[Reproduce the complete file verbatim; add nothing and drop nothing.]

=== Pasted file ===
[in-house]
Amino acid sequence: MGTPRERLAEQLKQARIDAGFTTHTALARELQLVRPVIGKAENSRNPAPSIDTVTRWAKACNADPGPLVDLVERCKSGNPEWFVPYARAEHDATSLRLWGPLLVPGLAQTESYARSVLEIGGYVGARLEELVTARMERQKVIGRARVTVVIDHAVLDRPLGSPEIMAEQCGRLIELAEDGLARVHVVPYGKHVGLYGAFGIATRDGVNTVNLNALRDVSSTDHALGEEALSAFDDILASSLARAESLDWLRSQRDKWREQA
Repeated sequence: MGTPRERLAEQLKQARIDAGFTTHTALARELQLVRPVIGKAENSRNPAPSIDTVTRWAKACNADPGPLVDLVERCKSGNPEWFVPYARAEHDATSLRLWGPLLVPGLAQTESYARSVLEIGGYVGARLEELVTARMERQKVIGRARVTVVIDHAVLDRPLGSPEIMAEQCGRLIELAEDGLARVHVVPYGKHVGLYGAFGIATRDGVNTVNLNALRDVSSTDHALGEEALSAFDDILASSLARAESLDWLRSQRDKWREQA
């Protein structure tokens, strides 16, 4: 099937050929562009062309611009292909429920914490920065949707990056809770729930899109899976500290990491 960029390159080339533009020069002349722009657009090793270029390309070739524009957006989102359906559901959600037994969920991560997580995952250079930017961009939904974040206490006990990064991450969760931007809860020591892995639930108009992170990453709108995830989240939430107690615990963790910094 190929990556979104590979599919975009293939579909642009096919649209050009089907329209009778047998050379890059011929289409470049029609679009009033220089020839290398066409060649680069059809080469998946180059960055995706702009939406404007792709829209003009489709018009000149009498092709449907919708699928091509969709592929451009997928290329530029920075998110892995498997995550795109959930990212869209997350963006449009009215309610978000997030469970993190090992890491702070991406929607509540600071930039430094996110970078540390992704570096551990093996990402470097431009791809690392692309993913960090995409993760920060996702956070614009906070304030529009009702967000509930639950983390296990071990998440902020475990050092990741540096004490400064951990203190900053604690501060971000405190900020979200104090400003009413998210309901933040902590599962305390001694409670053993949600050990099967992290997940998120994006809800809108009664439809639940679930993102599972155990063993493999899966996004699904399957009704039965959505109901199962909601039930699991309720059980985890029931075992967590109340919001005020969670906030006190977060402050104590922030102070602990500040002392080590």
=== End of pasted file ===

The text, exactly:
[in-house]
Amino acid sequence: MGTPRERLAEQLKQARIDAGFTTHTALARELQLVRPVIGKAENSRNPAPSIDTVTRWAKACNADPGPLVDLVERCKSGNPEWFVPYARAEHDATSLRLWGPLLVPGLAQTESYARSVLEIGGYVGARLEELVTARMERQKVIGRARVTVVIDHAVLDRPLGSPEIMAEQCGRLIELAEDGLARVHVVPYGKHVGLYGAFGIATRDGVNTVNLNALRDVSSTDHALGEEALSAFDDILASSLARAESLDWLRSQRDKWREQA
Repeated sequence: MGTPRERLAEQLKQARIDAGFTTHTALARELQLVRPVIGKAENSRNPAPSIDTVTRWAKACNADPGPLVDLVERCKSGNPEWFVPYARAEHDATSLRLWGPLLVPGLAQTESYARSVLEIGGYVGARLEELVTARMERQKVIGRARVTVVIDHAVLDRPLGSPEIMAEQCGRLIELAEDGLARVHVVPYGKHVGLYGAFGIATRDGVNTVNLNALRDVSSTDHALGEEALSAFDDILASSLARAESLDWLRSQRDKWREQA
């Protein structure tokens, strides 16, 4: 099937050929562009062309611009292909429920914490920065949707990056809770729930899109899976500290990491 960029390159080339533009020069002349722009657009090793270029390309070739524009957006989102359906559901959600037994969920991560997580995952250079930017961009939904974040206490006990990064991450969760931007809860020591892995639930108009992170990453709108995830989240939430107690615990963790910094 190929990556979104590979599919975009293939579909642009096919649209050009089907329209009778047998050379890059011929289409470049029609679009009033220089020839290398066409060649680069059809080469998946180059960055995706702009939406404007792709829209003009489709018009000149009498092709449907919708699928091509969709592929451009997928290329530029920075998110892995498997995550795109959930990212869209997350963006449009009215309610978000997030469970993190090992890491702070991406929607509540600071930039430094996110970078540390992704570096551990093996990402470097431009791809690392692309993913960090995409993760920060996702956070614009906070304030529009009702967000509930639950983390296990071990998440902020475990050092990741540096004490400064951990203190900053604690501060971000405190900020979200104090400003009413998210309901933040902590599962305390001694409670053993949600050990099967992290997940998120994006809800809108009664439809639940679930993102599972155990063993493999899966996004699904399957009704039965959505109901199962909601039930699991309720059980985890029931075992967590109340919001005020969670906030006190977060402050104590922030102070602990500040002392080590």